Red Lobster bites back

The headline says "Loving the Lobster," but maybe it should say "Swallowing the Bait."

Watermark, the Orlando-based gay and lesbian newspaper, last week recounted the battle local and Illinois-based gay rights activists fought against Orlando-based Darden Restaurants Inc., which owns the Red Lobster and Olive Garden chains. A former assistant manager of a Chicago-area Red Lobster claims he was fired because he is gay, and the Cook County Human Rights Commission agrees with him. In response, Darden was preparing to challenge the constitutionality of the county ordinance that forbids a company from firing a worker because he is gay -- potentially undermining the efforts of gay and lesbian folks to obtain equal benefits, according to Watermark.

"What the community was heavily interested in was in not having a big corporation going after a high-profile ordinance in a big municipality," says Watermark'sTodd Martinez-Padilla Simmons.

Activist e-mail and phone protests caused Darden to drop that challenge and issue an apology "to the gay and lesbian community for what we firmly believe is a misunderstanding of our true position and intent," the company's statement said. "Red Lobster absolutely does not tolerate discrimination based on sexual orientation."

Nadine Smith, executive director of Equality Florida, lauded the corporation's about-face. "They responded in a way that one would hope a corporation that has made such a horrible mistake would respond," she told Watermark. "It didn't take a lot of arm-twisting. They did it right away."

Which sounds warm and fuzzy. But the gay assistant manager, Dale Hall, doesn't have his job back.

"They're still fighting us," Paul Vickrey, Hall's lawyer, says. "The hearing officer found that Dale had been discriminated against. And he made some very specific findings about some of the animosity that certain people in the restaurant displayed."

The story begins in 1996, when Hall, a longtime Darden employee who aspired to a general manager's position, told a waiter under his supervision that he couldn't leave when he wanted to. The waiter, who admitted he had called Hall and other gay employees "(expletive) faggots," threw the night's receipts at Hall and walked off the job anyway. Hall fired him for insubordination.

The restaurant's manager then fired Hall and rehired the waiter. Two restaurant staffers later testified in Hall's hearing that the manager would stand behind Hall during meetings doing "the limp-wrist thing."

None of which means Darden allows or condones discrimination, says Andrew Dun, Darden's director of marketing and public relations. "Dale Hall was not fired for discrimination. He was fired for job-performance issues," Dun says. "That's the only reason we fire people."

Hall took a job as a waiter in another restaurant, and a 40 percent pay cut, according to Vickrey. In March he took his claim to the Cook County Human Rights Commission, an 11-member body that conducts quasi-judicial investigations into allegations like Hall's.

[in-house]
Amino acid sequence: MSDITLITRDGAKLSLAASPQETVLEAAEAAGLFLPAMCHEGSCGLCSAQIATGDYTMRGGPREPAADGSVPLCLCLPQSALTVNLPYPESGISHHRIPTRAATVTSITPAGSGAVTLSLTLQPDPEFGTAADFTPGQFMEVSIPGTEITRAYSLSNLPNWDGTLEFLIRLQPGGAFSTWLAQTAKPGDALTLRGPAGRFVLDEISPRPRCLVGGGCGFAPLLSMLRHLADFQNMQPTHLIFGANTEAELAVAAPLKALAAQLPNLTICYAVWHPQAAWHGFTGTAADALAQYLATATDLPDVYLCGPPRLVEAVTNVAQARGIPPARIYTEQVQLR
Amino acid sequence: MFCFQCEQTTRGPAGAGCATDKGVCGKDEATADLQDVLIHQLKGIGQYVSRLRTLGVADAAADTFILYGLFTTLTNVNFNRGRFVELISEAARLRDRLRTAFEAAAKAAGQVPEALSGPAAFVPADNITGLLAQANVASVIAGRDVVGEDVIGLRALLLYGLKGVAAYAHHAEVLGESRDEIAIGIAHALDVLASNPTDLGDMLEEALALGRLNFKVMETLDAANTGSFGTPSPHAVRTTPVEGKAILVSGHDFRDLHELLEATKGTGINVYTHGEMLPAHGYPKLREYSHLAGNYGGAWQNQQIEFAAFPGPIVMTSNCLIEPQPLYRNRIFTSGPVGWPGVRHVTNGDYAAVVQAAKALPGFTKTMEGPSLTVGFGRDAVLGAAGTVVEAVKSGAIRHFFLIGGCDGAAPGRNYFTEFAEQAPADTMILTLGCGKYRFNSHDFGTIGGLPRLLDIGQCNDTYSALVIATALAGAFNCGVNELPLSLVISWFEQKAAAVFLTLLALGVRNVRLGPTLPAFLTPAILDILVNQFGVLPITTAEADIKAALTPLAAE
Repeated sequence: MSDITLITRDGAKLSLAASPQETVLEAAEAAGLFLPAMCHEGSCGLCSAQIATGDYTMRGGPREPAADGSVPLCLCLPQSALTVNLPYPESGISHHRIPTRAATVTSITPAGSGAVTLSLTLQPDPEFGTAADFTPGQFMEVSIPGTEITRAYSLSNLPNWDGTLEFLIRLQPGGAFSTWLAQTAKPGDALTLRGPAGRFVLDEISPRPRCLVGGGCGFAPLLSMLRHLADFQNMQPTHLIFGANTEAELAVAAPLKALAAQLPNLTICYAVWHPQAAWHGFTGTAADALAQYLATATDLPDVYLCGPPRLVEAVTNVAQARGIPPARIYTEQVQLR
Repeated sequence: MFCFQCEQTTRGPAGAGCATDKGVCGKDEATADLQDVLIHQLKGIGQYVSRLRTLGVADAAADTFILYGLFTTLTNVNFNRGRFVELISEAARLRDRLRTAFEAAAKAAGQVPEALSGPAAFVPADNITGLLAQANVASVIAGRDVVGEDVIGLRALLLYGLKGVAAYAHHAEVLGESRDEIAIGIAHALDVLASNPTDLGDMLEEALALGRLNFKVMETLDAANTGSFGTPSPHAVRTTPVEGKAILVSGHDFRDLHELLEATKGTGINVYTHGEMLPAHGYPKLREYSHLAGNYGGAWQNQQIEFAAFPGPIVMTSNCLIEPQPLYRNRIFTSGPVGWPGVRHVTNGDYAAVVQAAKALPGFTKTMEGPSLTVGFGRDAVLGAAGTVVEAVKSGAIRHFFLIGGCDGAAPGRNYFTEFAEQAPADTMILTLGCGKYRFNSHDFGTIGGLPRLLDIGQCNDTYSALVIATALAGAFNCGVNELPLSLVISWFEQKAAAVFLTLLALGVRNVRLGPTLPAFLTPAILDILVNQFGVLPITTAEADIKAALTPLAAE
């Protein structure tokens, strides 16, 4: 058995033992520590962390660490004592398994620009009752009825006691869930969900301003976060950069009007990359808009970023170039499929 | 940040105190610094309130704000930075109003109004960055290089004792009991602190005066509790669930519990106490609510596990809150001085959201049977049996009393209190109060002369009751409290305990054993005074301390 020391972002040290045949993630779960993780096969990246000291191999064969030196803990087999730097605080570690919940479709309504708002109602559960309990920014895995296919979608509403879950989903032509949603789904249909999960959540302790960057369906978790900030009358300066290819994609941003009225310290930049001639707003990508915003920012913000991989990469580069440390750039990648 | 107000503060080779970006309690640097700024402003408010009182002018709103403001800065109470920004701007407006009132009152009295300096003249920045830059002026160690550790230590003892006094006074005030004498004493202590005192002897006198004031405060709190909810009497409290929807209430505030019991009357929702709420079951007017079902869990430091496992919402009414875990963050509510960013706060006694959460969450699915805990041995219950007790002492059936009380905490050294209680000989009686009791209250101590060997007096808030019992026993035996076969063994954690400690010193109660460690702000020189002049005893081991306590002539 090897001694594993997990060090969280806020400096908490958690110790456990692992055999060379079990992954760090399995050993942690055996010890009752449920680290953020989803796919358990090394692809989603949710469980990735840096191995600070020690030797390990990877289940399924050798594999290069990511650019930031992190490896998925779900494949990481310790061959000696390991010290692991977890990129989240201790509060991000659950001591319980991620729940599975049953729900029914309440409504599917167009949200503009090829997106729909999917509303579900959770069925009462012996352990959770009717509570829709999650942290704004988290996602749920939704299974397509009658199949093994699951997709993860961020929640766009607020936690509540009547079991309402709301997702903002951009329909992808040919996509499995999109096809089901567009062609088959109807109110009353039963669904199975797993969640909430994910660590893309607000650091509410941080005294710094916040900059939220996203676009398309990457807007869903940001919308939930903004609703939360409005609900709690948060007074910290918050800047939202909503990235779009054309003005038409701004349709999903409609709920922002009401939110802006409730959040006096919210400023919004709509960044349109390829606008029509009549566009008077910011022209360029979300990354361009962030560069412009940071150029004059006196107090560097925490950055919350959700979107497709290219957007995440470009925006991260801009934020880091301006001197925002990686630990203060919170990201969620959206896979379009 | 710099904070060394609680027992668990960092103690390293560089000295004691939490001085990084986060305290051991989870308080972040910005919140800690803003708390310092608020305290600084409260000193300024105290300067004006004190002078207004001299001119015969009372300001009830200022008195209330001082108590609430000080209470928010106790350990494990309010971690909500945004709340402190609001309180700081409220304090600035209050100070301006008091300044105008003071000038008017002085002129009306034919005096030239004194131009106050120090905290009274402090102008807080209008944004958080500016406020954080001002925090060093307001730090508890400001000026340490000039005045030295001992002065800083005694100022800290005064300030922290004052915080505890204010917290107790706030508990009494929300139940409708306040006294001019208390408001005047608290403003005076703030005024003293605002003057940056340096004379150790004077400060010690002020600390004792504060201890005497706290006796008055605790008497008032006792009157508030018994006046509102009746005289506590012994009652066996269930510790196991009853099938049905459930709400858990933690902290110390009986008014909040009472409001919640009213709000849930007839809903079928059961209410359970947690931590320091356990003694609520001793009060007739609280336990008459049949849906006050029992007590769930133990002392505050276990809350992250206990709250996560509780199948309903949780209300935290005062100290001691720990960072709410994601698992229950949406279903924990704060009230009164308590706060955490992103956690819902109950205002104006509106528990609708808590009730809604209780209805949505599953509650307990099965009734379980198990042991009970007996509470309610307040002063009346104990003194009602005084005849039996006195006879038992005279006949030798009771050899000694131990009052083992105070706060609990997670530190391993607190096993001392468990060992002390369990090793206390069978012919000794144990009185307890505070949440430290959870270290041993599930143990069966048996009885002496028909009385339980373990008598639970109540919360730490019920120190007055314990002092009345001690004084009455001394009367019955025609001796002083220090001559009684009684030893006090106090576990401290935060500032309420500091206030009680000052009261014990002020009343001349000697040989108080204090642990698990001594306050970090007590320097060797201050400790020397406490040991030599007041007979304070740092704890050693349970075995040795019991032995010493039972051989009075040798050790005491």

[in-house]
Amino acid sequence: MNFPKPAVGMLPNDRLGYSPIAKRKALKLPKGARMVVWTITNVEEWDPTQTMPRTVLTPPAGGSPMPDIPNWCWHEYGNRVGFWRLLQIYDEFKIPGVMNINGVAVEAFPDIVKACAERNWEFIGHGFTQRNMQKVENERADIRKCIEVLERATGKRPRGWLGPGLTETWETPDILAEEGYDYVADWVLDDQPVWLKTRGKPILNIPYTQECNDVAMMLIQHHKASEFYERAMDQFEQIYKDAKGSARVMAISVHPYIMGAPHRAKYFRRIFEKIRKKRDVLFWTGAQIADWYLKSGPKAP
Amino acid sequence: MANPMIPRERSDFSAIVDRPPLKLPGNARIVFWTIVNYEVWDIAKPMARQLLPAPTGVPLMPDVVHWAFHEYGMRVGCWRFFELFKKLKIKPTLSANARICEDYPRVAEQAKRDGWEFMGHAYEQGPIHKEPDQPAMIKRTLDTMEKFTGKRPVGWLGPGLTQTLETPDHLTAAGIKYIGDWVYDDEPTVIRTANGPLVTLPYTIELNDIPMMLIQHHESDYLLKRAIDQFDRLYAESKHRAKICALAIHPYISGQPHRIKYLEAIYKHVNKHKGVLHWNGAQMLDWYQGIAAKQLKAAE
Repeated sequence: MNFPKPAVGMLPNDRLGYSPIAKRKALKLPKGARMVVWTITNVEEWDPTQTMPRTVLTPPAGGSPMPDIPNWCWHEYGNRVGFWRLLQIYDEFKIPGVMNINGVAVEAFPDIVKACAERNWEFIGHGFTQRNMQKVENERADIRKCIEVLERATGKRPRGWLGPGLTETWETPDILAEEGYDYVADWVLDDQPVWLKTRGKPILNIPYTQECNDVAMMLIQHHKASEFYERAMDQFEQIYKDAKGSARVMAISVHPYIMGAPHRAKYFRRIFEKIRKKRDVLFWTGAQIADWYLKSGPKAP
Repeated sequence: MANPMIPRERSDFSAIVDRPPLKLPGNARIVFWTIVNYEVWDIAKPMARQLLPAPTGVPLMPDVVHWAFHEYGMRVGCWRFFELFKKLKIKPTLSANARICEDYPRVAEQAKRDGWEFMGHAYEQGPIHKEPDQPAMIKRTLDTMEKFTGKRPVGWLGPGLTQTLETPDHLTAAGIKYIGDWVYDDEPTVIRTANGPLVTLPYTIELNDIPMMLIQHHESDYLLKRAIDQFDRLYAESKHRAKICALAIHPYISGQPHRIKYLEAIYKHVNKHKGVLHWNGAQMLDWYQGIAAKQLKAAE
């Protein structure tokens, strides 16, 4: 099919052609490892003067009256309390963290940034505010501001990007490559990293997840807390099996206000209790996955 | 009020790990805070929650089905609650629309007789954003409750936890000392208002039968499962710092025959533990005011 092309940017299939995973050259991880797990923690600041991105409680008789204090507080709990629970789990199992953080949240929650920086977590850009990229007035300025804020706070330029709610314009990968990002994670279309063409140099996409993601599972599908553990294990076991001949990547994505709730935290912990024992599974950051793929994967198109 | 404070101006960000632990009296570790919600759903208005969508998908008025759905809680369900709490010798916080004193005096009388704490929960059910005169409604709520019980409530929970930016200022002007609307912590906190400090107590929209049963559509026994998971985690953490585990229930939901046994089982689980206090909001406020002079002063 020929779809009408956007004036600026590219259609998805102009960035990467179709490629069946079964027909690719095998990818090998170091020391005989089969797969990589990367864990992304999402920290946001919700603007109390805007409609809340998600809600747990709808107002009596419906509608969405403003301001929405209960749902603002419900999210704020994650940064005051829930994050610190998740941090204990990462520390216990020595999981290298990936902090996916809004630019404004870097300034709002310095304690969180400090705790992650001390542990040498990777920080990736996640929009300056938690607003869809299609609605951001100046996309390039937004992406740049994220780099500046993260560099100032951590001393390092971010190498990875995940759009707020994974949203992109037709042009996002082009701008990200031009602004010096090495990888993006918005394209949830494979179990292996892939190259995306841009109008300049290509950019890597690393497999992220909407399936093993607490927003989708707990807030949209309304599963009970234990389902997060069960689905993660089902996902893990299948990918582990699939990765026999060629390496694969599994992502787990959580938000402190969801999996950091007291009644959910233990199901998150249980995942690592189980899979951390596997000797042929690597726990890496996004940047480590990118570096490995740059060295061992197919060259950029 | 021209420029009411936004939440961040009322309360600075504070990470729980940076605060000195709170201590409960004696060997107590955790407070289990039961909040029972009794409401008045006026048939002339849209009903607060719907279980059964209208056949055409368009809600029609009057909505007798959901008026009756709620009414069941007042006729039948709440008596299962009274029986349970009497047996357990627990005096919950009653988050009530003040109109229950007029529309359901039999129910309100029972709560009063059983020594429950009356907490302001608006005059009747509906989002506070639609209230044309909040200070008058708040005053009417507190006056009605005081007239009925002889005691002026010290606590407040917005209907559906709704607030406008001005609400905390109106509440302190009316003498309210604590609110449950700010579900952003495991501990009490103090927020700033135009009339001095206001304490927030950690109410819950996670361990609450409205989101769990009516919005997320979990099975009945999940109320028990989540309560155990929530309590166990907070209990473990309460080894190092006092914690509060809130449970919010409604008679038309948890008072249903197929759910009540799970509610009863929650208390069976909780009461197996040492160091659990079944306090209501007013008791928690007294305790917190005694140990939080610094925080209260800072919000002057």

The hearing officer, David Lee, found that Hall's allegation had merit. Darden hired attorney Charles Holmes to challenge Lee's initial finding, and Holmes questioned the ordinance's authority under the Illinois constitution. Darden then stepped in and withdrew the constitutional part of its objection before the next step in the process -- before even meeting with Smith and other activists, Dun says.

Smith told Watermark that the legal misstep "sent a message that they cared not at all for gay and lesbian workers in Cook County and that they had indeed violated this guy's rights and were trying to cover it up by stripping away the very law that protected him."

But Vickrey, Hall's lawyer, says the constitutional challenge was a non-starter, and that by giving it up, Darden cleverly defused a political A-bomb in the gay and lesbian community. "I do not view its decision to withdraw that argument as significant," he says. "It's lip service."

Watermark gives Darden credit for being "gay and lesbian friendly," a position Dun says is part of an overall effort at "diversity." The bottom line seems to be that gays and lesbians eat out a lot, and no one wants them mad. "We're in the hospitality business," Dun says. "It's bad business to be exclusive."

But another Red Lobster waiter, this one in Long Island, N.Y., this week lost a court case he brought under the Americans with Disabilities Act claiming he was fired because co-workers thought he was HIV-positive. Co-workers of Jeffrey DeFilippo taunted him for being gay, refused to help him and, finally, goaded him into saying "bitch" within earshot of customers. U.S. District Judge I. Leo Glasser ruled Red Lobster had a legitimate, nondiscriminatory reason for firing DeFilippo -- the derogatory statement he made when a co-worker refused to help him.

DeFilippo brought his case under the ADA because New York has no law similar to the Cook County ordinance.

Hall's case will be decided by the Human Rights Commission in early September, commission Executive Director Jennifer Vidis says.

Darden, of course, can appeal any ruling in court.

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